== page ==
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Computed Tomography in the Diagnosis of Pulmonary Embolism

Computed Tomography in the Diagnosis of Pulmonary Embolism

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Computed Tomography in the Diagnosis of Pulmonary Embolism

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  1. Computed Tomography in the Diagnosis of Pulmonary Embolism Scott M Silvers, MD 1st Pan American Conference Emergency Medicine Clinical Policies November 6 – 7, 2003

  2. Lecture Outline • Case • Critical Question • Literature Search • Critical Literature Evaluation • Evidence-based Recommendations

  3. Case Ms. Smith is an active 39 yo F who presents to the ED with 1 day of pleuritic left anterior chest pain and mild shortness of breath. She denies any cough, leg pain, leg swelling, recent surgery, history of malignancy, or history of DVT / PE in the past. PMH: Hypertension Meds: BCP All: NKDA FH: None SH: Denies tobacco, alcohol, and drug abuse T=37.6 HR= 115 SBP= 120/74 RR=20 SO2=93% RA PE: Normal including heart, lungs, and extremities. Chest X-ray: Normal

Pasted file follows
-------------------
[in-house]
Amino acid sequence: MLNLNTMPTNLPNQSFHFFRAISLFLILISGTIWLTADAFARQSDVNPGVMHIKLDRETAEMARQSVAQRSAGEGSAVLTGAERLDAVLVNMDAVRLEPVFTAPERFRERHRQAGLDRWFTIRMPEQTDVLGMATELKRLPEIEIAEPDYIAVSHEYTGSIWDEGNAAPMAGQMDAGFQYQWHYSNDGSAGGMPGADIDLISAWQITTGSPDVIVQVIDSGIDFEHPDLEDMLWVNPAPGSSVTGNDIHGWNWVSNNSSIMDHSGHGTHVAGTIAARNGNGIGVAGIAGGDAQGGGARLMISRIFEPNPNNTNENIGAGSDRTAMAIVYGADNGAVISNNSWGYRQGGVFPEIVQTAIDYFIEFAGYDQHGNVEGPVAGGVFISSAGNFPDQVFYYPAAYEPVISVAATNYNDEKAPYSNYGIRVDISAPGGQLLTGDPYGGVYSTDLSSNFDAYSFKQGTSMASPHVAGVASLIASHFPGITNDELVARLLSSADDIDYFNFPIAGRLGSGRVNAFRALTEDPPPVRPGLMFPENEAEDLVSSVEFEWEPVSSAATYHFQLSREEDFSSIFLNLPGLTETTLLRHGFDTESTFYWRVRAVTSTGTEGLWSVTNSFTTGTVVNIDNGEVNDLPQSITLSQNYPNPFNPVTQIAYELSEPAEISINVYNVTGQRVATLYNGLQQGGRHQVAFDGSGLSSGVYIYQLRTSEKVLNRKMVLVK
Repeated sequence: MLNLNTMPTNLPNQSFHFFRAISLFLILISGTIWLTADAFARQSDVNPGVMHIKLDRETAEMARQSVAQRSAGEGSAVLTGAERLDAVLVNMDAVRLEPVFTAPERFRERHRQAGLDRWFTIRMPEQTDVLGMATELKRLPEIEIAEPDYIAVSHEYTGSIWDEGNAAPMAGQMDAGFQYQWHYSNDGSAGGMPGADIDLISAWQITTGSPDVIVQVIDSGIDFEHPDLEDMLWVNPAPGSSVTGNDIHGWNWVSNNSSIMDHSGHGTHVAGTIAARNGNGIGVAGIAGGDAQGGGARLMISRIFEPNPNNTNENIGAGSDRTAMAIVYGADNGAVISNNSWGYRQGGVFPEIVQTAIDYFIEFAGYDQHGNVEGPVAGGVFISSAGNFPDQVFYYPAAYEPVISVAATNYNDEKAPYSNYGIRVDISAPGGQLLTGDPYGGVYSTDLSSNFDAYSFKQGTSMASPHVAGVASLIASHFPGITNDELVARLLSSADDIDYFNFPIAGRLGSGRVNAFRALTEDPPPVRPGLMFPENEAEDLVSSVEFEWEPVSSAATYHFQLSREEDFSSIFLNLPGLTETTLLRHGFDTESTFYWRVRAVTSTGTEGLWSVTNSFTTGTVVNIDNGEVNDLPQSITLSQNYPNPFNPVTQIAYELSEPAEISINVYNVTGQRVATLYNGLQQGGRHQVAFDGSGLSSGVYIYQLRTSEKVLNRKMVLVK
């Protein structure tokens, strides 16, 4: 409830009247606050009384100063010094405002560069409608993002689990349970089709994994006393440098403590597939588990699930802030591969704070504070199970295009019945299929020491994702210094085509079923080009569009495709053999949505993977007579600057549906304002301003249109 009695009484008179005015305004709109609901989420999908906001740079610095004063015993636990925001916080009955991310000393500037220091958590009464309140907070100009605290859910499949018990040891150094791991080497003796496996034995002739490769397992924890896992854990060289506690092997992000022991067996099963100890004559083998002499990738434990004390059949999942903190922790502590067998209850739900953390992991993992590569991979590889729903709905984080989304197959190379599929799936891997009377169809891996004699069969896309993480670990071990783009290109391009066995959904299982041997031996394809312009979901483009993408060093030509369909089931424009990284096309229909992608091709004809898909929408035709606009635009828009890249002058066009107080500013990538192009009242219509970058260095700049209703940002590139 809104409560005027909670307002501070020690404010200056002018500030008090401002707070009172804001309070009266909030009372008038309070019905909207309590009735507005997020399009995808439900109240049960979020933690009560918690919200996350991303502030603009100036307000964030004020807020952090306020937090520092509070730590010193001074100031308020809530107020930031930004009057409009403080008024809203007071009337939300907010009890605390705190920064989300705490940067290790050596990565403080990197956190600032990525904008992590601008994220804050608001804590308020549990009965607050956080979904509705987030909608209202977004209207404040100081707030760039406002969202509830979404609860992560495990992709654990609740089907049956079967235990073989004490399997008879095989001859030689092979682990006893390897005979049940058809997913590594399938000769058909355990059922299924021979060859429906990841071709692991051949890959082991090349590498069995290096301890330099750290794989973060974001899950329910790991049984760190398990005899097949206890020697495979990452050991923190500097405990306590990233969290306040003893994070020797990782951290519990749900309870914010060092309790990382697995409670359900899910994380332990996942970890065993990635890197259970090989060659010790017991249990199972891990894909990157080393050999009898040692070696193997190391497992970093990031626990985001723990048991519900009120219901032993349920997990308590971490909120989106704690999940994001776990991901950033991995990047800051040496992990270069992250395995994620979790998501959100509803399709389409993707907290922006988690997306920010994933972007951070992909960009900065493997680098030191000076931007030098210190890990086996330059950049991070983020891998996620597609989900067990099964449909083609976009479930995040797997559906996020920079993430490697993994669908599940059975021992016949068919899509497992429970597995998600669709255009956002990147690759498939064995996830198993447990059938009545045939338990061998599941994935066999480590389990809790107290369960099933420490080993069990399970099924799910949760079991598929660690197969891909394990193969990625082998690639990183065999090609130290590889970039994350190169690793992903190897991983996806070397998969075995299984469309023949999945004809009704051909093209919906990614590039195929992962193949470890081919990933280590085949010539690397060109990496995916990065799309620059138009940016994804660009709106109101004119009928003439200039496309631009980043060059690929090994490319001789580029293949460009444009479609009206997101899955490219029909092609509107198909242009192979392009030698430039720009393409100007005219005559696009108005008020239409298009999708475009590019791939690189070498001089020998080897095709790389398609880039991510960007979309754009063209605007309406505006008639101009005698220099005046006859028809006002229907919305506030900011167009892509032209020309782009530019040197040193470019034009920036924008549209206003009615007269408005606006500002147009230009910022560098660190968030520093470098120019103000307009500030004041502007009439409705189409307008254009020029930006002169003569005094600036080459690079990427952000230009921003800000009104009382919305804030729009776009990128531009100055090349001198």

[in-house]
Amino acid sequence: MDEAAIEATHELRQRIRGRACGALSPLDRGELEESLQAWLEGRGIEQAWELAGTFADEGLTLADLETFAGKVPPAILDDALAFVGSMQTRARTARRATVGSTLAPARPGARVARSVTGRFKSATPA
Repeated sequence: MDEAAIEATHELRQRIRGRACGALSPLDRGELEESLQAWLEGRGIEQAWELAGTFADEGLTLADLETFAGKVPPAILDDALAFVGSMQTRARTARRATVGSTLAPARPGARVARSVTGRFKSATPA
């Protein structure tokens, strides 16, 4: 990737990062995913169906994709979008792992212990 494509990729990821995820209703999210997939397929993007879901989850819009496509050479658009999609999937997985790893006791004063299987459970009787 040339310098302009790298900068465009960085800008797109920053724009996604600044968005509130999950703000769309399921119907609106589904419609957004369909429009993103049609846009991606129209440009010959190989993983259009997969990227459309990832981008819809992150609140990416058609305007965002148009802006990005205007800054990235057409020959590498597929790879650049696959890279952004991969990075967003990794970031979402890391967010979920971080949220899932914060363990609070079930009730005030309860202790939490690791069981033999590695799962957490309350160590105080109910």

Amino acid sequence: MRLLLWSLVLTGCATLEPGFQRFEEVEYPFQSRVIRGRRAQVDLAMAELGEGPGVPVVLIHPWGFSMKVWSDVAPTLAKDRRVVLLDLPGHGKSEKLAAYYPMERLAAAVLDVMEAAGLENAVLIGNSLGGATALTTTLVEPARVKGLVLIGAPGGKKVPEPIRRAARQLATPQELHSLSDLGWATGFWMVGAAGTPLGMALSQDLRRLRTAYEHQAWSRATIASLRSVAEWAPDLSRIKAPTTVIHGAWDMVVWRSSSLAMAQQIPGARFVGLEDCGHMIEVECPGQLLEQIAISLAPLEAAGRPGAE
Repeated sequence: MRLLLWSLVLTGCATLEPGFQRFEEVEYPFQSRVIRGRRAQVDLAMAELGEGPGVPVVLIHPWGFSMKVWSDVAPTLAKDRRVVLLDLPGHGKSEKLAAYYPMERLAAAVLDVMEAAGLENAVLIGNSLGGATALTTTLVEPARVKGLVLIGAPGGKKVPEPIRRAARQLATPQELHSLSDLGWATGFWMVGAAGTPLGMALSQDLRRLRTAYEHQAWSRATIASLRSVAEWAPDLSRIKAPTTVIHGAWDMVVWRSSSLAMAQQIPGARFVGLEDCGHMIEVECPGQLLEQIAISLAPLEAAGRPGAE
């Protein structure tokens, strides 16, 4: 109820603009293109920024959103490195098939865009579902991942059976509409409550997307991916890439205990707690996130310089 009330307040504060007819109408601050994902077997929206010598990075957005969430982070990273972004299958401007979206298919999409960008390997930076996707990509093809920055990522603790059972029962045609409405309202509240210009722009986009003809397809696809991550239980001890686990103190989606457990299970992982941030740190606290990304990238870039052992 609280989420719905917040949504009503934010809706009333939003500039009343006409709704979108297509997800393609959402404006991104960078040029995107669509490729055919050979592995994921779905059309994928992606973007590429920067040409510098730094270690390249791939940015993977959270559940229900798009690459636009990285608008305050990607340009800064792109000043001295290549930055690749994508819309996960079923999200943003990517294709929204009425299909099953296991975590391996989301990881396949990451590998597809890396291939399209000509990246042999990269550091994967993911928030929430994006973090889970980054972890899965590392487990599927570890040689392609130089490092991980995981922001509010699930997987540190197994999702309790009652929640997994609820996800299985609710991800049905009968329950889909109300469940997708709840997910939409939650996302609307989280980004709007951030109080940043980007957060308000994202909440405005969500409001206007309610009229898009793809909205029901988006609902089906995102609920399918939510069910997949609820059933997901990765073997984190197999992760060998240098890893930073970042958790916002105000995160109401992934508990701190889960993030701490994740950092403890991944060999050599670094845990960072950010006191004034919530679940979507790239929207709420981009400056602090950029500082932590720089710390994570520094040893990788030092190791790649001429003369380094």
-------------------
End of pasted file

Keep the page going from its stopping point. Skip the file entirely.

4. Case • What next?? • Ventilation / Perfusion scan? • Traditional pulmonary arteriography? • Computed Tomography (CT) scan?

  5. CT PA in Diagnosing PE Baseline Chest CT… Repeat Chest CT Swensen SJ, et al. Outcomes after withholding anticoagulation from patients with suspected acute pulmonary embolism and negative computed tomographic findings: a cohort study. Mayo Clinic Proc. 2002;77:130-138.

  6. Critical Question • What is the diagnostic utility of computed tomography in pulmonary embolism (PE)? • Types of CT imaging for PE • Single detector pulmonary angiogaphy (PA) • Multidetector PA • Combined venography or ultrasound • Negative CT outcome data

  7. Literature Search • Medline January 1992 – Present • Keywords • “Computed tomography,” “CT,” “Pulmonary embolism,” and “PE” • 973 papers • Limits • Human subjects, clinical trials, meta-analyses • 34

  8. Literature Search • Reviews and clinical policies • 2000 – present (references crosschecked)

  9. Definitions for Clarity • CT-PA = CT with pulmonary angiography • Arteriography = Traditional pulmonary angiography

  10. What about single-detector CT-PAfor detecting PE?

  11. Single-Detector CT-PA vs. Arteriography for Detecting PE • All patients compared to arteriography • 5 studies to date • Weaknesses • Small sample size • Large variability of findings • Inclusion of only patients referred for arteriography (sample bias)

  12. Single-Detector CT-PA vs. Arteriography for Detecting PE * = Pooled data

  13. Single-Detector CT-PA vs. Arteriography for Detecting PE * = Pooled data